But this year it was also among the highest-scoring non-selective secondary in the A-level league tables, ranking among the top 15 state schools.
The Shropshire school, which last year had 1,286 applicants for 168 places, was the first comprehensive in England where all pupils achieved five or more A*-C GCSE grades. In part, this was because all pupils took GNVQ ICT, worth four GCSEs. But Sir Kevin Satchwell, its head, points to the A-level results as proof that his pupils' achievements are genuine. "Part of the reason for our continuing A-level success is that we do well at GCSE," he said. "Self-esteem is high. But we also use the approach of a successful university. Twenty-five per cent of the week is spent in independent learning. They have to organise themselves and draw up learning plans.
Those sorts of things contribute to A-level success."
Thomas Telford's A-level results have been improving consistently since the introduction of AS-levels five years ago. Sir Kevin believes that these exams help his pupils make the transition between GCSE and A-level more easily.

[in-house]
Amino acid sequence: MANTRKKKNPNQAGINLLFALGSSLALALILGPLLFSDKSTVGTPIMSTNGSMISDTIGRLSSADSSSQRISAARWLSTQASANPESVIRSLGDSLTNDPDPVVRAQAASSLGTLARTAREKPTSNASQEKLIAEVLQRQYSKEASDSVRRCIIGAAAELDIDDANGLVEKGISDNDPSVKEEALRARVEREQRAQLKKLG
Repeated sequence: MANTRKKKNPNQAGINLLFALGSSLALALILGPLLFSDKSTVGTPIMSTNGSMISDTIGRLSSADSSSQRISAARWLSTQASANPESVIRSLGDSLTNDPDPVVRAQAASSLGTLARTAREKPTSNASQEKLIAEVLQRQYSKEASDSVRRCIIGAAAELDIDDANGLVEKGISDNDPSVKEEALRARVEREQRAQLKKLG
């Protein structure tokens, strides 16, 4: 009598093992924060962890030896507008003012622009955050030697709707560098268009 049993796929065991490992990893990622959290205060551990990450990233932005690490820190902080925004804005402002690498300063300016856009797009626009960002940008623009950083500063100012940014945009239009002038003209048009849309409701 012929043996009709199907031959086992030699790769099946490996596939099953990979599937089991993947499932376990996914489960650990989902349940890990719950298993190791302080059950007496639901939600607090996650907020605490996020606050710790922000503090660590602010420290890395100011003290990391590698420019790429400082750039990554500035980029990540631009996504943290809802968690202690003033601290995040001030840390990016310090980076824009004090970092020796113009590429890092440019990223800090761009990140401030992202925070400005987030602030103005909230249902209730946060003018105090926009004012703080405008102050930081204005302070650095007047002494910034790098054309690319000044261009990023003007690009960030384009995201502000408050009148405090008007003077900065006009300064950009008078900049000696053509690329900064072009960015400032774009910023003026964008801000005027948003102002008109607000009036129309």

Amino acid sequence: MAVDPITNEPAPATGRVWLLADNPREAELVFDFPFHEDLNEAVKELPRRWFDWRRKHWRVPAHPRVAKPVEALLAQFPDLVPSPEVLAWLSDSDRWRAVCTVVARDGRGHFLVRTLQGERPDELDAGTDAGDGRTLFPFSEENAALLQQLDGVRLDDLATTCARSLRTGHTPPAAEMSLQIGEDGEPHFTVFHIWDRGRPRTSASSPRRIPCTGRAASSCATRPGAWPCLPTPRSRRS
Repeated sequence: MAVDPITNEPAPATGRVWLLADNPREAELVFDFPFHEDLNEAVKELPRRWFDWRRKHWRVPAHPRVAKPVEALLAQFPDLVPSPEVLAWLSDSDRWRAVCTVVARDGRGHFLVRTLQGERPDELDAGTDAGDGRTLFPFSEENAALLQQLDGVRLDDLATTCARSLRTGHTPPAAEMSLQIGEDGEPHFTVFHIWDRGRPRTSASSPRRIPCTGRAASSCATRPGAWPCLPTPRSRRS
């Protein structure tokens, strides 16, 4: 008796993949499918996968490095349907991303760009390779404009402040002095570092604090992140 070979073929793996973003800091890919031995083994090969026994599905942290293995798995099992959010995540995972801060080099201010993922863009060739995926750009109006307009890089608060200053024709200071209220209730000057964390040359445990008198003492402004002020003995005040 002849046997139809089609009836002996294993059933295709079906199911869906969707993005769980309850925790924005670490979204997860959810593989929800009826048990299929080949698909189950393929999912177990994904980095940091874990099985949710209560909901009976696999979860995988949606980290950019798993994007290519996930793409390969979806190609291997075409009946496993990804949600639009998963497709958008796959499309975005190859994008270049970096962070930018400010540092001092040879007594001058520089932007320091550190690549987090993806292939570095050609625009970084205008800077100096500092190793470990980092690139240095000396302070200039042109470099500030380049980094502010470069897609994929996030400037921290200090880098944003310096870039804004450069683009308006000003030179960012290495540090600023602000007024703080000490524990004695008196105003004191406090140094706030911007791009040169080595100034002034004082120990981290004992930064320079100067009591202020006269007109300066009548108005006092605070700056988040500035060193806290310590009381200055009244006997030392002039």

But he insists that a combination of vocational and academic courses can also contribute towards A-level success. "We package together appropriate courses to meet the needs of youngsters," he said. "A broad curriculum makes things more interesting."
And league-table success has had a positive impact on the attitudes of pupils and parents.
"I wouldn't say performance tables are the be-all and end-all," Sir Kevin said. "But if you ignore them, you're burying your head in the sand."
A-level pupil Ellen Ingalis, 17, said: "Our free time is targeted towards learning. You revise on your own, and structure your own studies. Everyone here works hard, so they deserve the grades they get."